Page 14, 22nd July 1966

22nd July 1966
Page 14
Page 14, 22nd July 1966 — Siege the

Report an error

Noticed an error on this page?
If you've noticed an error in this article please click here to report it.


Organisations: Military Academy
Locations: Toledo


Related articles

Windows On To Spain

Page 4 from 11th June 1937

Going Away By H. Rhys Burriss

Page 7 from 31st May 1968

A Disgraceful, Abominable Book

Page 12 from 31st December 1937

Opus Del Is Not Necessarily Vox Populi...

Page 4 from 18th May 1973

Siege the

world watched

HAVE YOU EVER played a ' game of guessing ages? Try the siege of Alcazar as a yardstick. It is 30 years since the outbreak of the Spanish Civil War. Those born after 1920 will register it, possibly vaguely, as an event in history; others will probably betray some emotion.

When you discuss the siege of Alcazar the older generation sometimes, metaphorically speaking, straighten their shoulders as though they themselves had taken part.

This year we remember also the Irish Rising of 1916. War or revolution of any kind is unpleasant, but reading The Siege of Alcazar, by Cecil Eby (Bodley Head 30s.) it would seem that the troubles of 1916 could after all be classified as a gentlemen's war in comparison with the stark horror of Alcazar.

Young or old will not fail to be gripped by the story of the 10 weeks' siege when Col. Moscardo, inside the Military Academy in Toledo, resisted the Republicans. The book reads like a novel. The younger reader, furthermore, unaware of the outcome of the struggle, will enjoy the suspense.

Nearly 100 of the 1,800 beleaguered Nationalists, who included women and children, were dead and 500 wounded, when Franco's relief forces finally freed them. Col. Moscardo became a legendary figure of heroism.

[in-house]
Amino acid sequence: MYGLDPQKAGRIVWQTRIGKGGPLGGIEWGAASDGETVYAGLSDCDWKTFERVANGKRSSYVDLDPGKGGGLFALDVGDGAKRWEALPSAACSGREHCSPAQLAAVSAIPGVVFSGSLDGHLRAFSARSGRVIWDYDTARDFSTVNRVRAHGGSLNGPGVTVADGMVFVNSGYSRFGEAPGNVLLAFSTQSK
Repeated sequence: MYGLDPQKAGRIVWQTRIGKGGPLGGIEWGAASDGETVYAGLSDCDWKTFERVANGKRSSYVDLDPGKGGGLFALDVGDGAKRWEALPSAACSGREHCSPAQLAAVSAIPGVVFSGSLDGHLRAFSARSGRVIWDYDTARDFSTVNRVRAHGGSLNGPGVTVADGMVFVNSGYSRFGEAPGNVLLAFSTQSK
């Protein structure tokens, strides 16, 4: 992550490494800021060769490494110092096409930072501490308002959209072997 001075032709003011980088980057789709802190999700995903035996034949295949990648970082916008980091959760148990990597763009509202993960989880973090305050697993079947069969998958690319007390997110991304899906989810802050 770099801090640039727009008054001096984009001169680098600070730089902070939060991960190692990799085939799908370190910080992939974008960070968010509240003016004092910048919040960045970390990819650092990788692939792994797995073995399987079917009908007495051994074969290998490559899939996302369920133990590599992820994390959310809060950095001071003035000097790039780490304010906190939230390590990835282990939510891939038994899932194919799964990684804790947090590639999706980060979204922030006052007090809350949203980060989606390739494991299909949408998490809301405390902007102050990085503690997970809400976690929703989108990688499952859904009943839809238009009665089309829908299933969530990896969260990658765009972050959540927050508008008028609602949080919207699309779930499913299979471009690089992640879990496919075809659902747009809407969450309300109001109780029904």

The siege, like an international chess match, was watched by the world Press from outside the walls. When two mine shafts were dug beneath the fortress by Asturian miners and filled with T.N.T. the Press were informed of the impending surrender of the defenders. The explosion rent the fortress almost in two but the surrender never materialised.

Despite 30 air attacks and the 9,800 artillery shells which were hurled at them from July to September. Col. Moscardo and his followers stood firm. They defied military attacks and withstood the deprivations of hunger which had forced them into absolute squalor.

Although a blind beggar could walk the street of No Man's Land while both sides held their fire, the atrocity of Spaniard to Spaniard was appalling.

Too often history is presented as history, dull and uninspiring. This book is never dull, and often it is so exciting that one cannot put it down.

A study of housing in Britain is provided by Adela Adam Nevin in Housing, Taxation and Subsidies (Nelson, 35s.). Tenants no less than landlords will find much to interest them here.

blog comments powered by Disqus